Residence Abroad for Non-Linguists

Date: 24 November, 2000
Location: CILT, London
Event type: Workshop

Event report

by Ali Dickens

Residence Abroad issues have been addressed over the past three years by three Fund for the Development for Teaching and Learning projects set up to discover and disseminate best practice in this area for the language learning and teaching community. During the course of the projects it was recognised that there were issues and practices that could be of interest to other subject areas where residence abroad forms a major part of the curriculum. Some of these area studies are concerned with linguistic issues, others such as American Studies are not, but the academic, cultural and employment benefits identified by the projects can be equally significant for these areas. Although a fair number of the participants did come from language-related areas, there were participants from Geography, American Studies and Environmental Studies who had concerns that complemented the issues raised by the workshop.

"Seven out of ten language graduates say residence abroad made them more employable"

In the first session Jim Coleman (Residence Abroad Project, University of Portsmouth) considered the question why study abroad and what learning outcomes we should be looking for. He cited recent research by the project which indicates that graduates perceive their period of residence abroad as contributing significantly to their subsequent employability with over 96% or respondents agreeing that it was a worthwhile investment in their future. This suggests that any course which incorporates such study or work opportunities abroad has significant value in the marketplace.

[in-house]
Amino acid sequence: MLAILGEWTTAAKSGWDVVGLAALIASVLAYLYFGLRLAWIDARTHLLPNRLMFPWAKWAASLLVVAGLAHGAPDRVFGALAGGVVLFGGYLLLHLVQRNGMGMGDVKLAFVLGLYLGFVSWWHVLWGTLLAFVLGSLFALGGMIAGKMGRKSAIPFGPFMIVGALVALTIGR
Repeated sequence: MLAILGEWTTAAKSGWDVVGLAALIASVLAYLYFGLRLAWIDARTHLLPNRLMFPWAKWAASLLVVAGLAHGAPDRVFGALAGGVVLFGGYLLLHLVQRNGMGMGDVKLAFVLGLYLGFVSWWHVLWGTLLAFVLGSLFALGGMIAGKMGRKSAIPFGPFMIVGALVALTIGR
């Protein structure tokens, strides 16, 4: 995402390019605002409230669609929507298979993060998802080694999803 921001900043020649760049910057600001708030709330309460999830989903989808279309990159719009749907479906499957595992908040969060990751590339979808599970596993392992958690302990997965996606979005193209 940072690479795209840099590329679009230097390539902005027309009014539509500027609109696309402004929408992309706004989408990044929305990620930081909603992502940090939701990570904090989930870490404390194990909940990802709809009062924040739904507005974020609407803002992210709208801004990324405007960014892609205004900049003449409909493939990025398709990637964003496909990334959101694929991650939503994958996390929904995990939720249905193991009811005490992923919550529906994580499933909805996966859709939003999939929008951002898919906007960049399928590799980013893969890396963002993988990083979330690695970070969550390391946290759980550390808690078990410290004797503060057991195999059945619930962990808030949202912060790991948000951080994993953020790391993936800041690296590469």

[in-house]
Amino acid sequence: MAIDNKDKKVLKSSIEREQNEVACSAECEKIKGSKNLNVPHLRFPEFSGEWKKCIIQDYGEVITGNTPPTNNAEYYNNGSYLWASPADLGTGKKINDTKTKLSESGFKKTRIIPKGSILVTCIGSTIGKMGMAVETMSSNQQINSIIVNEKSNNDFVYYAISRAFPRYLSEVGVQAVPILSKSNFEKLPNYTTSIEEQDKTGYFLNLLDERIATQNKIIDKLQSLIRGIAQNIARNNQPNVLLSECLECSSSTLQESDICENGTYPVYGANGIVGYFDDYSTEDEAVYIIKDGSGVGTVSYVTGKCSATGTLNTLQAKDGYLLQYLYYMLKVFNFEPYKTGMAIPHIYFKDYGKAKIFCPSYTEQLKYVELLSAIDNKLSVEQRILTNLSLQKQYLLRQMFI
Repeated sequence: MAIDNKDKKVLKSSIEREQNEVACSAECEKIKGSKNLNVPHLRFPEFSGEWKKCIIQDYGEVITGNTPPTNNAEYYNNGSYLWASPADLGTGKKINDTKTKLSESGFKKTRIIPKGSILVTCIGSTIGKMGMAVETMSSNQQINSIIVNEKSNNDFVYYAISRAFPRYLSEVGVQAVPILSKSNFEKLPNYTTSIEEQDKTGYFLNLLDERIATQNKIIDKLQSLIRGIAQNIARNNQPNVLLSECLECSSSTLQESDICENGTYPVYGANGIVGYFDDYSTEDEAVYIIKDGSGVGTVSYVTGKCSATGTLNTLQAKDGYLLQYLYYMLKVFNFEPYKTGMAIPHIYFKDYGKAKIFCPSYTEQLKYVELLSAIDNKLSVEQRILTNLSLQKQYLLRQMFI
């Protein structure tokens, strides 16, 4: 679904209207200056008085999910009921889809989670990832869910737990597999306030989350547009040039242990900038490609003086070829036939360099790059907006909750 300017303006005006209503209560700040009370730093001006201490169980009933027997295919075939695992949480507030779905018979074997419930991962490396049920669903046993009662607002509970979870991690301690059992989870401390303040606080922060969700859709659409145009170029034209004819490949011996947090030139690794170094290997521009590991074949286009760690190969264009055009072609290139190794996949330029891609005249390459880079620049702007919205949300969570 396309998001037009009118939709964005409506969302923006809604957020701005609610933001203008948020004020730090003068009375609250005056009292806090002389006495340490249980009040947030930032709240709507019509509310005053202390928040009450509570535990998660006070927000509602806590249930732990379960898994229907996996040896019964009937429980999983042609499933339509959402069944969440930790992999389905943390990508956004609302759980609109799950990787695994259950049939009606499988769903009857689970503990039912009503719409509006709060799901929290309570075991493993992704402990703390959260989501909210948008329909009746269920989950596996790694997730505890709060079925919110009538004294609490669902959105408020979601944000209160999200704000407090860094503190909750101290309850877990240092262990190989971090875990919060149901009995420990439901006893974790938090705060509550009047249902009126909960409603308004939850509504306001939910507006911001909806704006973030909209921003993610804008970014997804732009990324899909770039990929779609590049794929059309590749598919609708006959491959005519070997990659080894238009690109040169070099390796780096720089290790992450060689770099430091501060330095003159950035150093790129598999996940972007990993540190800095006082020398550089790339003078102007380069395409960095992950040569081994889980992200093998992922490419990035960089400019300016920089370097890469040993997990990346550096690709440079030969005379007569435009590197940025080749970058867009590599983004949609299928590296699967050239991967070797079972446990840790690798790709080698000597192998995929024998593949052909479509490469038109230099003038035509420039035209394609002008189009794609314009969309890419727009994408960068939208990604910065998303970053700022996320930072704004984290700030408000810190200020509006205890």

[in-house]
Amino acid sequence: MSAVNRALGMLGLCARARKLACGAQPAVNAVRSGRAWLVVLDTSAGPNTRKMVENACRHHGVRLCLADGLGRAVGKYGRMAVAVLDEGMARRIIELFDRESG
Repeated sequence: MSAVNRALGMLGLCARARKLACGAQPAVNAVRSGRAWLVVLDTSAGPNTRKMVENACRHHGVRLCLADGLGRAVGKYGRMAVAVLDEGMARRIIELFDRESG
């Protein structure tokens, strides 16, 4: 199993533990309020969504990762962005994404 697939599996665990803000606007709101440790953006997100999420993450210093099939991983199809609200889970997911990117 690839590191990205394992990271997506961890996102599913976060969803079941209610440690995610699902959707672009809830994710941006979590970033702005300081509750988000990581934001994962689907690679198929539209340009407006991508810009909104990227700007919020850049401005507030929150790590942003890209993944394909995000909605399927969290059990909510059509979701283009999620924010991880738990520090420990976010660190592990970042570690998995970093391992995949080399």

Jim went on to consider learning outcomes and quality assurance issues which impact upon residence abroad. He stressed that the projects were funded as the 95/6 quality assurance exercise indicated that there was a need to better integrate residence abroad into student programmes. To address this issue the project has identified 5 learning outcomes for residence abroad, academic, cultural, intercultural, personal, professional and a sixth, linguistic for students following language programmes.

The grade exchange rate

The second session led by Phillip Davies (American Studies, De Montfort University) tackled one of these outcomes, academic, as the purposes and procedures for accrediting residence abroad were discussed. The session began by looking at the strategies that have been adopted at De Montfort to cope with the translation of US/Canadian grades into ones that will satisfy the British system. For courses with a year abroad it is frequently enough to obtain a transcript of marks which can stand alone alongside the British degree and don't need to count towards it. However, as students are increasingly short of time and money for extended periods abroad some institutions have adopted a system whereby one semester of the degree is completed abroad and the marks need to be counted towards the degree. This has necessitated the drawing up of an exchange rate for marks which has to account for module level as well as grade equivalence. This involves working mainly with partner institutions from whom British university can obtain all the necessary information to set up the exchange rate. Because American marks are generally "lose value" in our system it has not been unknown for the American partner to withdraw from the arrangement. The lack of double-marking and moderation in the US make the exchange rate even more difficult to set and it transpired in the ensuing discussion that universities in other countries, e.g. France pose similar problems (although in France grades would have to be exchanged upwards).